Power Sink - Krark and Sakashima Hugageddon

(Krark, the Thumbless | Art by Matthias Kollros)

Blood Brothers

Hello, Commander players! We are Power Sink and we're here to ROCK your Commander games! We're bringing new riffs on the strongest commanders in the format. Tonight on lead vocals we have Krark, the Thumbless, and Sakashima of a Thousand Faces is on bass.

Krark and Sakashima started as a garage band inĀ Commander Legends and have skyrocketed to stardom, currently holding the #7 slot on the Izzet chart on EDHREC, with 2,401 decks. This is in no small part due to the efforts of their manager, Ken Baumann of Stacked EDH, getting them a gig in the cEDH scene and onto the cEDH decklist database. You can find Ken's decklist here and his other awesome projects here, among which is a fantastic cEDH guide if you happen to be curious about that meta.

On its own, Krark is a risky proposition, as it makes you go double-or-nothing whenever you cast an instant or sorcery. Adding Sakashima lets you make multiple copies of Krark, making it more likely to both copy spells you cast and return them to hand. With the right number of Clones, this deck becomes a beast.

Let's take a look at the average deck from EDHREC.

Average Krarkashima

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The EDHREC average deck has a lot in common with the cEDH version. High-end mana rocks, like Mana Crypt and Jeweled Lotus, are present alongside cheap rituals, like Pyretic Ritual and Rite of Flame. These help to power out Krark and Sakashima in early turns to get the engine going. There are clone effects to get more Krarks, like Twinflame, Phantasmal Image, and Spark Double. Harmonic Prodigy and Veyran, Voice of Duality aren't clones, but they give each Krark clone and some other key cards an additional trigger.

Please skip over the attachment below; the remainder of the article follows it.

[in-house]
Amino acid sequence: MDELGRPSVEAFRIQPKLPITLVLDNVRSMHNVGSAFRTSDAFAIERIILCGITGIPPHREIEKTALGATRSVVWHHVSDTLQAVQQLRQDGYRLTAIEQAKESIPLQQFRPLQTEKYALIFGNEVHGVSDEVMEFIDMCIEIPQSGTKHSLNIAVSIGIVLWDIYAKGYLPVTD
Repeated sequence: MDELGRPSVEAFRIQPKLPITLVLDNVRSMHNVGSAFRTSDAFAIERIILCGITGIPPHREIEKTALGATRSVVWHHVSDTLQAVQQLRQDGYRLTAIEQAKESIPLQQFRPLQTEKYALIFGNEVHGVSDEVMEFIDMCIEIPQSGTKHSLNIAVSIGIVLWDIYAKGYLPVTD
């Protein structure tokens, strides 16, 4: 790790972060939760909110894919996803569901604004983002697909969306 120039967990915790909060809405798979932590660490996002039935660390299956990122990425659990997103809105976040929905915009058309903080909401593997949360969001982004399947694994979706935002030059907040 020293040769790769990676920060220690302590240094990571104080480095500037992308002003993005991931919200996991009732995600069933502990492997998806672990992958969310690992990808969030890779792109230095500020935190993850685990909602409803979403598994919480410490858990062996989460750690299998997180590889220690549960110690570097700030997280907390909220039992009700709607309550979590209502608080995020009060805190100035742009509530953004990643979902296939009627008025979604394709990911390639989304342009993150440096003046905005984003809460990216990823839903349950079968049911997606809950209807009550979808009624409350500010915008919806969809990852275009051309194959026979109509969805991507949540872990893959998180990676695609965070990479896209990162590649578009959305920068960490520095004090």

Oh, and of course, a Krark deck wouldn't be complete without the eponymous Krark's Thumb, which lets you flip two coins and select your desired result.

With enough of these effects in place, it becomes almost guaranteed that you will get a few copies of any instant or sorcery you cast and bounce the spell back to hand so you can just keep casting it. This engine becomes hard to stop once you introduce free spells, like Deflecting Swat and Fierce Guardianship, and it turns Gitaxian Probe into a powerful draw engine. Storm-Kiln Artist, Tavern Scoundrel, and Strike It Rich generate Treasures to let you continue casting spells, all of it culminating in storming off with End the Festivities or Lightning Bolt.

Alongside the main gameplan, the deck also has multiple two-card combos to end the game on the spot. With Twinflame or Heat Shimmer on the stack, you can flash in Dualcaster Mage to copy the spell and copy the Dualcaster, resulting in infinite hasty creatures. This deck also makes use of the Brain Freeze + Underworld Breach combo to mill opponents out of the game. This is a unique and powerful spellslinger deck, but in the hands of an inexperienced pilot, you may end up with games that go two minutes to midnight.


You Don't Have to Be a Powerslave

So if this deck is an 11, how are we going to bring it down to a 10? First of all, we're going to slow things down like a mid-album power ballad and remove the fast mana. Free counterspells? Also gone. We'll be keeping a lot of the clone and Treasure cards, but we're turning the Krark engine toward a group hug strategy.

You Don't Need Thumbs to Hug

Commander (2)
Creatures (14)
Sorceries (16)
Instants (11)
Enchantments (3)
Artifacts (19)
Lands (35)

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Instead of efficient cantrips, we're using symmetrical draw effects, like Prosperity, Skyscribing, and Vision Skeins. Once we have have a few clones we can cast and recast these cards to flood everybody's hands. We'll be supplementing our spell-based card draw with permanents like Howling Mine, Font of Mythos, and Folio of Fancies.